Motility, Biofilm Formation and Antimicrobial Efflux of Sessile and Planktonic Cells of Achromobacter xylosoxidans

Pathogens. 2019 Jan 27;8(1):14. doi: 10.3390/pathogens8010014.


Achromobacter xylosoxidans is an innately multidrug-resistant bacterium capable of forming biofilms in the respiratory tract of cystic fibrosis (CF) patients. During the transition from the planktonic stage to biofilm growth, bacteria undergo a transcriptionally regulated differentiation. An isolate of A. xylosoxidans cultured from the sputum of a CF patient was separated into sessile and planktonic stages in vitro, and the transcriptomes were compared. The selected genes of interest were subsequently inactivated, and flagellar motility was found to be decisive for biofilm formation in vitro. The spectrum of a new resistance-nodulation-cell division (RND)-type multidrug efflux pump (AxyEF-OprN) was characterized by inactivation of the membrane fusion protein. AxyEF-OprN is capable of extruding some fluoroquinolones (levofloxacin and ciprofloxacin), tetracyclines (doxycycline and tigecycline) and carpabenems (ertapenem and imipenem), which are classes of antimicrobials that are widely used for treatment of CF pulmonary infections.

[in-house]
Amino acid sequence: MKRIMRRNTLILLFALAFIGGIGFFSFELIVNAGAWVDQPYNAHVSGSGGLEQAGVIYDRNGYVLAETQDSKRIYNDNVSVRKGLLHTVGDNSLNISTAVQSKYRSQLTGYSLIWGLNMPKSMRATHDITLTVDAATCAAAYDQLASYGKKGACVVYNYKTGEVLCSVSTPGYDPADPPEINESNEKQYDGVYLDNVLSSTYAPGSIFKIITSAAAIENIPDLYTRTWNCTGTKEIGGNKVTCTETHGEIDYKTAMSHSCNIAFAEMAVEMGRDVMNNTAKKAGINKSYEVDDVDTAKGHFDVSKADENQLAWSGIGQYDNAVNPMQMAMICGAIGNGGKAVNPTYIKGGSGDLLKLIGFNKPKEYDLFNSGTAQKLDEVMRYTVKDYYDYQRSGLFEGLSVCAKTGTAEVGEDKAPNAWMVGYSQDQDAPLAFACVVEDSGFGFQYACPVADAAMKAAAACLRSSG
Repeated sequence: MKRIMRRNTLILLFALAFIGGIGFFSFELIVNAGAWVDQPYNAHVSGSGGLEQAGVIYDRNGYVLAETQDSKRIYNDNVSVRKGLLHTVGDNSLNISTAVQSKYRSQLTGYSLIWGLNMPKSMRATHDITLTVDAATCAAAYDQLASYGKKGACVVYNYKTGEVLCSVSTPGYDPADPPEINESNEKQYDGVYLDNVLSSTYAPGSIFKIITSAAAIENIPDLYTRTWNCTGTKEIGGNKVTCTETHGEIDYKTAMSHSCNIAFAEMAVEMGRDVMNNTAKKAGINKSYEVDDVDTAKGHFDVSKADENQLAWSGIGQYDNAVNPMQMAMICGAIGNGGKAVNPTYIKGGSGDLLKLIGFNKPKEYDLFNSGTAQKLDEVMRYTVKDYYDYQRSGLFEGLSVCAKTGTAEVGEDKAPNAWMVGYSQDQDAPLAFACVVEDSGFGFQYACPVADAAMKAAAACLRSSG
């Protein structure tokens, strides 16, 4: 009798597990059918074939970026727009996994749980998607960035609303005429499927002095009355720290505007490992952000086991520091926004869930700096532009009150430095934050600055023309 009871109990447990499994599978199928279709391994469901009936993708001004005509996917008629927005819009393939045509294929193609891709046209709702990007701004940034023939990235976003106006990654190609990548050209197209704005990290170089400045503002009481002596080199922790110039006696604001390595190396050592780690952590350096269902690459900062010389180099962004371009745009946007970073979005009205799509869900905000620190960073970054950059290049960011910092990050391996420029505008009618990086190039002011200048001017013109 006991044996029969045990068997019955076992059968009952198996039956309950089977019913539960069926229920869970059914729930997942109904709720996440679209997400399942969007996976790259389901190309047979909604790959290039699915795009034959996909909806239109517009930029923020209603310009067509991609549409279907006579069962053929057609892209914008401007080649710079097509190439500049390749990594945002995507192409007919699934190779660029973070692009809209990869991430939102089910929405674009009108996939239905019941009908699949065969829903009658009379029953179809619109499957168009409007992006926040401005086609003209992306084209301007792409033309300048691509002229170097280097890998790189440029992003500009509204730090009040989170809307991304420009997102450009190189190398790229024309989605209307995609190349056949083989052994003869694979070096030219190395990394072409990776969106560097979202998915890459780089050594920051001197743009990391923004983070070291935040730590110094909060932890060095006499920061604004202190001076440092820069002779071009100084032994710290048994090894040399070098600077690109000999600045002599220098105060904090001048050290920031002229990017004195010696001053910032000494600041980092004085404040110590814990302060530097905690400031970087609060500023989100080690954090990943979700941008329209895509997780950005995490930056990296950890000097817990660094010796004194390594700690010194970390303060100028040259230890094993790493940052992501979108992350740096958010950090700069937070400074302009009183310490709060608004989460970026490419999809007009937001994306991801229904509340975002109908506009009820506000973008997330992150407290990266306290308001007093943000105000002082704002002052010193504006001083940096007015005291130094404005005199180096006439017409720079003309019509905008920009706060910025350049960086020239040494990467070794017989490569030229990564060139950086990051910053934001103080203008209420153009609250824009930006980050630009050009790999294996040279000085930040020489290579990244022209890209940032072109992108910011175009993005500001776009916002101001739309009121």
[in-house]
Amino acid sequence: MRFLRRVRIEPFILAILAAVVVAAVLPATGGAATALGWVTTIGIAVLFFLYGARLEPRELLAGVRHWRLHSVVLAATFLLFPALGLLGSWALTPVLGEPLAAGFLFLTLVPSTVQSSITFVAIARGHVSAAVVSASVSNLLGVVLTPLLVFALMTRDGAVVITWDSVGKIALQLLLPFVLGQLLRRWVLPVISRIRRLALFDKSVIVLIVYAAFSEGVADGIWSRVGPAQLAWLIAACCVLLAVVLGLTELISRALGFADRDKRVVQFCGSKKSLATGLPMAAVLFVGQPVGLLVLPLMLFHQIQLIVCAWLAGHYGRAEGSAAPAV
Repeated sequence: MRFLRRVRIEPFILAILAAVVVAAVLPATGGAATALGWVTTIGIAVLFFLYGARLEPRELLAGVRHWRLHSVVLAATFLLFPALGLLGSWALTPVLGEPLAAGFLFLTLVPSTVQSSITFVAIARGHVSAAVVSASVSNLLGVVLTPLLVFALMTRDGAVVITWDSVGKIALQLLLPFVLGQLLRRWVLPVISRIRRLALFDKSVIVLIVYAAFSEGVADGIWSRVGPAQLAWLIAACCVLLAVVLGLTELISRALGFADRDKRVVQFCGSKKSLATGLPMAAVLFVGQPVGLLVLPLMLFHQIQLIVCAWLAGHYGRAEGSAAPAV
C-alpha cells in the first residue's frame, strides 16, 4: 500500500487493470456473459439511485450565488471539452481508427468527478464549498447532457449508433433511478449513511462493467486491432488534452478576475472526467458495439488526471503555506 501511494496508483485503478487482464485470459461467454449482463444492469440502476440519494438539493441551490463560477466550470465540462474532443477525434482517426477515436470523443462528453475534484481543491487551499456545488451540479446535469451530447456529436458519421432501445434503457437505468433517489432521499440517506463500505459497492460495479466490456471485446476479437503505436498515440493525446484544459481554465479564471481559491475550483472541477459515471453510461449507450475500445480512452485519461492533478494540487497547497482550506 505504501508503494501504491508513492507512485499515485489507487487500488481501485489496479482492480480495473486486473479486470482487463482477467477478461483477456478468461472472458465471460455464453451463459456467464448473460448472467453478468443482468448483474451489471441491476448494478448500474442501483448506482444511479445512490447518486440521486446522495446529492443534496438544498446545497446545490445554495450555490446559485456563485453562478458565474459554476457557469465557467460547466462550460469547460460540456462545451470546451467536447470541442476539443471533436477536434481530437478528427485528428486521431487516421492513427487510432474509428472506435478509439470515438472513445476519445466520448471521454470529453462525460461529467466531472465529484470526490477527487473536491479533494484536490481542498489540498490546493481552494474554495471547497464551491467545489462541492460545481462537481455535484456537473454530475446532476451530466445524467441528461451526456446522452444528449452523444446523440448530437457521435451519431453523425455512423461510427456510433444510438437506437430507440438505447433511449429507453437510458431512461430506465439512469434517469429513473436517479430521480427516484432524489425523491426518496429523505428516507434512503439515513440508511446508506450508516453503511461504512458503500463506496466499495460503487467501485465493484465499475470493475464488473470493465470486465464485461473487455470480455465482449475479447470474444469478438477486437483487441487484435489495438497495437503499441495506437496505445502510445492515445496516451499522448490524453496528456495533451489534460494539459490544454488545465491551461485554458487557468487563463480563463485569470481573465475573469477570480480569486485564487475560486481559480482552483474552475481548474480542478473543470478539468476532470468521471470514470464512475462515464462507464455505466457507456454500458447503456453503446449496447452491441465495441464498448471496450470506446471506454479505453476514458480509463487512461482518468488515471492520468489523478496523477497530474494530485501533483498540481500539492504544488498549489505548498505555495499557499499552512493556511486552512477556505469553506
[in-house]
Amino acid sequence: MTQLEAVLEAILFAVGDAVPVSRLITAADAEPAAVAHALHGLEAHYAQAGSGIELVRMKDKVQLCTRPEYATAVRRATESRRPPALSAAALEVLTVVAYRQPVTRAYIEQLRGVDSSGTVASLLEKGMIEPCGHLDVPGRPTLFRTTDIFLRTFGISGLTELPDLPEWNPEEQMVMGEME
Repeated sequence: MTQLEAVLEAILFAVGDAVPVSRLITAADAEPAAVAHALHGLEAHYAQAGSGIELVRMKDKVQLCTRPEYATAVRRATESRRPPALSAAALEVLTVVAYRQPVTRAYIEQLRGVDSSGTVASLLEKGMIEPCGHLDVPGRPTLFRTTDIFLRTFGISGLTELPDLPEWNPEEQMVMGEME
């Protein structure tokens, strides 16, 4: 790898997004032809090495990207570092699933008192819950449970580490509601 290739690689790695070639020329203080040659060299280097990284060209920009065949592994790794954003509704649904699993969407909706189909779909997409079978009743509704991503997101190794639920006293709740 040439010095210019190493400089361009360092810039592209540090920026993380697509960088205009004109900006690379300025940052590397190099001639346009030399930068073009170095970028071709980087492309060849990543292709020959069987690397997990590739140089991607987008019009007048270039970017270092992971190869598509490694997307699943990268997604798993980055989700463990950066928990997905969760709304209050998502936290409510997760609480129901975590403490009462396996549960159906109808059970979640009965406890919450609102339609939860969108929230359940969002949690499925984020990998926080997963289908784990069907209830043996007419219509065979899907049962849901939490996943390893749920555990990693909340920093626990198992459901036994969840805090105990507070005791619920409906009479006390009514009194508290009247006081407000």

Keywords: Achromobacter xylosoxidans; antimicrobial efflux; biofilm; cystic fibrosis; transcriptomics.